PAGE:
17:14 CEST: We receive a call from the vessel in distress but cannot hear anything.

17:20 CEST: We talk to them and they report that the boat is not moving. They say: “The captain left in a boat. Any solution please.” They say they need food and water.

17:34 CEST: We receive another call from the vessel in distress and its updated position: 36 18, 21 04 – very close to previous position. They say that the boat is full and that the boat is moving from side to side.

18:00 CEST: We call the company of the merchant vessel "Lucky Sailor", informing them of the vessel in distress. They say they are only acting under the authority of the Greek Coast Guard.

Over the next few hours, the Alarm Phone tries to re-establish contact with them, but either the calls don't connect or it's impossible to understand each other.

20:05 CEST: Alarm Phone is informed that they have received water from the merchant vessel Lucky Sailor and that they have contacted the "police". The Alarm Phone also notices that a second merchant vessel, the "Faithful Warrior", is near them.

Over the next few hours, the Alarm Phone tries to reestablish contact with the distressed, but either the calls don't connect or it's impossible to understand each other.

00:46 CEST on 14/06/2023: Last contact with vessel in distress. All we hear is: “Hello my friend. …. The ship you are sending is…”. The call is disconnected.

As can be seen from the chronicle presented by Alarm Phone, the refugees were constantly trying to contact them, even saying that they needed food and water.

In a statement, however, the Operations Center of the Ministry of Shipping states that when the fishing vessel was asked by the commercial ship if it wanted additional assistance or if it was in danger or if it wanted something else from Greece. They replied "we want nothing more than to go on to Italy".

In fact, at another point, the Ministry of Shipping states that "it was sent to the fishing boat around 21:00 in order to provide additional food supplies and any other assistance. They only received the water, while the rest of the supplies were thrown into the sea."

According to the announcement of the Ministry of Shipping, the Coast Guard was informed "on the morning of 13/6 around 11:00 by the Rome Operations Center" while a few hours later at 13:50 a Coast Guard helicopter took off and located the fishing vessel at 15:35, i.e. some time before being notified by the Alarm Phone.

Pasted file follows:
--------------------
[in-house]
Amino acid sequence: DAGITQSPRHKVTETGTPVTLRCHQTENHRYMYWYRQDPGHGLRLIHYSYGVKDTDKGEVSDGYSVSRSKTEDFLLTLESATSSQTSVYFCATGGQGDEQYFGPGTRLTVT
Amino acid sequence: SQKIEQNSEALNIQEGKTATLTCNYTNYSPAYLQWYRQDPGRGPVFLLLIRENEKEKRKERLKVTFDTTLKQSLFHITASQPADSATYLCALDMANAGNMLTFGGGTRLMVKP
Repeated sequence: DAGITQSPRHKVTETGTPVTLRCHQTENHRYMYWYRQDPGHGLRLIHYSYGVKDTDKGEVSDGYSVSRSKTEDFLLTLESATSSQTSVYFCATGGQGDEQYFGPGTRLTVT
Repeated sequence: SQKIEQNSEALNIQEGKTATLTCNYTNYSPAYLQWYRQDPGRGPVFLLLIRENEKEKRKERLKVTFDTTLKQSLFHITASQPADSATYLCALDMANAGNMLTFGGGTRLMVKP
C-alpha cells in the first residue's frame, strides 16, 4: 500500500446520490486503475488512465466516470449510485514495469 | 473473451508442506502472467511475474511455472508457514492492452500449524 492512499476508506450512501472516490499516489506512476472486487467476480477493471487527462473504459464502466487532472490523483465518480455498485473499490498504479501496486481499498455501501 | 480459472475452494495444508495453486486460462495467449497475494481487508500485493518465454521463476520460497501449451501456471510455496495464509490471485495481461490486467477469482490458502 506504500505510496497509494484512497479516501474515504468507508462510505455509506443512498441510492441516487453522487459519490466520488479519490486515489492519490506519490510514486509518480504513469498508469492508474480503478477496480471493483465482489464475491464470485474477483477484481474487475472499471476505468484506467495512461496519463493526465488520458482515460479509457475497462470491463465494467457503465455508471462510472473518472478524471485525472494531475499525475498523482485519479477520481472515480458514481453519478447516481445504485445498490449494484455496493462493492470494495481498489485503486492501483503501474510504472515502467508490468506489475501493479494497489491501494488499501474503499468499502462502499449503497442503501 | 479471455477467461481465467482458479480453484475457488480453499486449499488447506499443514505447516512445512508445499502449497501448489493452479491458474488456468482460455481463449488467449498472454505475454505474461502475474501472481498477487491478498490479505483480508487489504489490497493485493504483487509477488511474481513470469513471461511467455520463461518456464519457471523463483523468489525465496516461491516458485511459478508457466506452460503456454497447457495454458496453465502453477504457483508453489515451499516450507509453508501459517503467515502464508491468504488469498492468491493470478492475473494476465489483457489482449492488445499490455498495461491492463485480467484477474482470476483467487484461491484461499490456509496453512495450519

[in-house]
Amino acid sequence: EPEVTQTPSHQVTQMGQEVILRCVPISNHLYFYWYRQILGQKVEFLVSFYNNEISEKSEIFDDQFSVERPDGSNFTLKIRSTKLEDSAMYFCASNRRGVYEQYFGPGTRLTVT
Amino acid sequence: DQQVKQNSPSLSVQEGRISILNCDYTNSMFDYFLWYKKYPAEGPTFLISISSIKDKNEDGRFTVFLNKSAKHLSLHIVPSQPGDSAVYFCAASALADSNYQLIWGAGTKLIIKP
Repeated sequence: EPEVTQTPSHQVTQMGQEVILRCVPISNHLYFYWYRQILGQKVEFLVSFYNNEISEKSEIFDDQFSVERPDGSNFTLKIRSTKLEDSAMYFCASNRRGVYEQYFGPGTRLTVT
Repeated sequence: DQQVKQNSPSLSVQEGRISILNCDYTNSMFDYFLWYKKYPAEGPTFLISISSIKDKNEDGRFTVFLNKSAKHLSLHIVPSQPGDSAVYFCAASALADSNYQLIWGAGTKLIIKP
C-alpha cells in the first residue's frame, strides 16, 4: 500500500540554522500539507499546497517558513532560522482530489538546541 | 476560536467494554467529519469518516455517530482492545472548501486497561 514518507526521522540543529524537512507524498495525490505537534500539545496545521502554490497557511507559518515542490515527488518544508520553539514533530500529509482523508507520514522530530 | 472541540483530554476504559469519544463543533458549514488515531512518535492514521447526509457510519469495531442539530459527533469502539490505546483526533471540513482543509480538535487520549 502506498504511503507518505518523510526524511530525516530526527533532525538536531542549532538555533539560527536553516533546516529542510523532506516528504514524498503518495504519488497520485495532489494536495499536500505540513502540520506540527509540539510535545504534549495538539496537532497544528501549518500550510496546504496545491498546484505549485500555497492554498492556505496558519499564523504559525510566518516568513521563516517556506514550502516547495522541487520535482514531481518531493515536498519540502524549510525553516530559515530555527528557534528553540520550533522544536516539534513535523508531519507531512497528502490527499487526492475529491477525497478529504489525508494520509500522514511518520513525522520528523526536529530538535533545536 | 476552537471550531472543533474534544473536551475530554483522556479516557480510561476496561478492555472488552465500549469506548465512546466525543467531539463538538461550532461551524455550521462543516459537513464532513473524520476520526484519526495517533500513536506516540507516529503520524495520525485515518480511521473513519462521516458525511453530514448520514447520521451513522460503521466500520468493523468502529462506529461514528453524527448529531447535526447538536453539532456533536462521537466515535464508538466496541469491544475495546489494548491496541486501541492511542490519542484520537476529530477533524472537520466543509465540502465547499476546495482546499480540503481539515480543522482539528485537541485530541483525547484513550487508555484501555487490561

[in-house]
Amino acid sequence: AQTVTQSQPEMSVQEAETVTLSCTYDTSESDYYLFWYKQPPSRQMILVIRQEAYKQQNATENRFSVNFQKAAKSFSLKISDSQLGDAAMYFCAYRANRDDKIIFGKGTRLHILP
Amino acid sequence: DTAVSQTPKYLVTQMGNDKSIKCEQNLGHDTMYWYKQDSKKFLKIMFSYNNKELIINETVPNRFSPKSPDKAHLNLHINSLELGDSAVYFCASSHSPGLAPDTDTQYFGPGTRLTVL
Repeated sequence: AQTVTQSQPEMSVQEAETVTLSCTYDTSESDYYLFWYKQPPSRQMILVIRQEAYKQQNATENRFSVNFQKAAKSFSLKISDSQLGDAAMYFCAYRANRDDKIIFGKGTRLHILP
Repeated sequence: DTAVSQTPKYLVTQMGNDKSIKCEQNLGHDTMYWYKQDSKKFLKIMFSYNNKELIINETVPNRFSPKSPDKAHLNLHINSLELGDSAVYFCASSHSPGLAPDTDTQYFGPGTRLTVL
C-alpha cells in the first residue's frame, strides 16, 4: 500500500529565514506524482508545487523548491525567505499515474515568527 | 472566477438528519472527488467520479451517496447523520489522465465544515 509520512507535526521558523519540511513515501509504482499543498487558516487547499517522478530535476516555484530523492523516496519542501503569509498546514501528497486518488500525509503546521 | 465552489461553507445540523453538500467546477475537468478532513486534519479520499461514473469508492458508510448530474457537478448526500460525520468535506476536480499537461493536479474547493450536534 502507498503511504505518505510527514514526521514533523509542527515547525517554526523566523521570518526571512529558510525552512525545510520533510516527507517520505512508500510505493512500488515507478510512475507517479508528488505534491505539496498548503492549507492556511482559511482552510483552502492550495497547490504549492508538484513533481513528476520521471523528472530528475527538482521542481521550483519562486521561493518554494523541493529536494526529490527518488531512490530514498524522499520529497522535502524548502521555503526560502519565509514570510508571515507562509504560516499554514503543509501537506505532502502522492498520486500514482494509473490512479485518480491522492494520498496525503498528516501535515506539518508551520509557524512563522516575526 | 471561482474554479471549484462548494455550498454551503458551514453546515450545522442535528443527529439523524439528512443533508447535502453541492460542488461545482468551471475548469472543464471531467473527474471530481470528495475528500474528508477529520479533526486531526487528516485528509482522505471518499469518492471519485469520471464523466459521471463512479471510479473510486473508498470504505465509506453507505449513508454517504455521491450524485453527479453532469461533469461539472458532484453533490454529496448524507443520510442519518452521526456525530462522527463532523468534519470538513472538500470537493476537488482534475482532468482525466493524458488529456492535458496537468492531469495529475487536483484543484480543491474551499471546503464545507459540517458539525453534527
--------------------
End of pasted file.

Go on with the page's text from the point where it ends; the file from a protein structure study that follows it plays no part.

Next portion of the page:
What the Operations Center of the Ministry of Shipping says

-Yesterday morning 13/6 around 11:00 the Rome Operations Center informed the Single Coordination Center for Search and Rescue of the Greek Coast Guard. that there is a fishing vessel with a large number of migrants (in international waters southwest of the Peloponnese) according to information received by the Italian authorities following a call from an NGO activist.

-The Coast Guard proceeded with the verification process. A Coast Guard helicopter took off at around 13:50 from Mytilini bound for the fishing boat.

-At 15:35 the fishing boat was spotted by the Coast Guard helicopter sailing with a steady course and speed having a sufficient number of people on its outer decks.

-Immediately after the detection by the helicopter, the ships sailing in the area were informed and they were asked to change their course and to inform the command center about the movements and the general condition of the fishing vessel.

-At the same time, a 40-meter Coast Guard ship  was ordered to sail from Chania, Crete, to the Ionian Sea and the area of the fishing vessel.

-The first contact with the fishing vessel after difficulty was achieved around 14:00.

- The fishing vessel did not request any assistance from the Coast Guard and Greece.

-Second take-off of the helicopter around 18:00, where again it was found that the boat is sailing with a constant course and speed.

- The command center was contacted by satellite phone at around 18:30. The satellite phone user on board the boat, who spoke English, replied that the boat was not in danger, they wanted no help other than food and water, and that they wished to continue on to Italy.

-The command center dispatched a Maltese-flagged vessel which approached the fishing vessel around 18:00, and after the fishing vessel stopped – as requested by the commercial vessel – supplied it with food and water.

-Repeatedly the fishing vessel was asked by the merchant ship if it wanted additional assistance or if it was in danger or if it wanted anything else from Greece. They replied "we want nothing more than to go on to Italy".

- Then a second boat was found, this time a Greek ship, which was sent to the fishing vessel around 21:00 in order to provide additional food supplies and any other assistance. They received only the water, while the other supplies were thrown into the sea.

-From 15:30 to 21:00 the operations room of the Ministry of Shipping had repeated communication with the fishing vessel via satellite phone. In all of them they consistently repeated that they wished to sail to Italy and did not want any assistance from Greece.

-At 22:40 the Coast Guard vessel from Crete sailed near the fishing boat. It remained at a distance and discreetly observed it, not finding any problem in its navigation, as it had a steady course and speed.

-This continued until 01:40 on June 14th. At the above time, the person on board the fishing vessel informed the Headquarters Operations Center that the vessel's engine had malfunctioned and stopped moving.

- The specific event was also confirmed by the Coast Guard nearby vessel.

-Immediately the Coast Guard boat tried to approach the fishing vessel to determine the problem

-At 02:04 am the Captain of the Coast Guard vessel informed the Operations Center that he saw the fishing vessel take a right then a sharp left bank and then another right bank so great that it resulted in the fishing vessel capsizing.

-Ten to fifteen minutes later the boat completely sank. A number of passengers on the outer decks fell into the sea.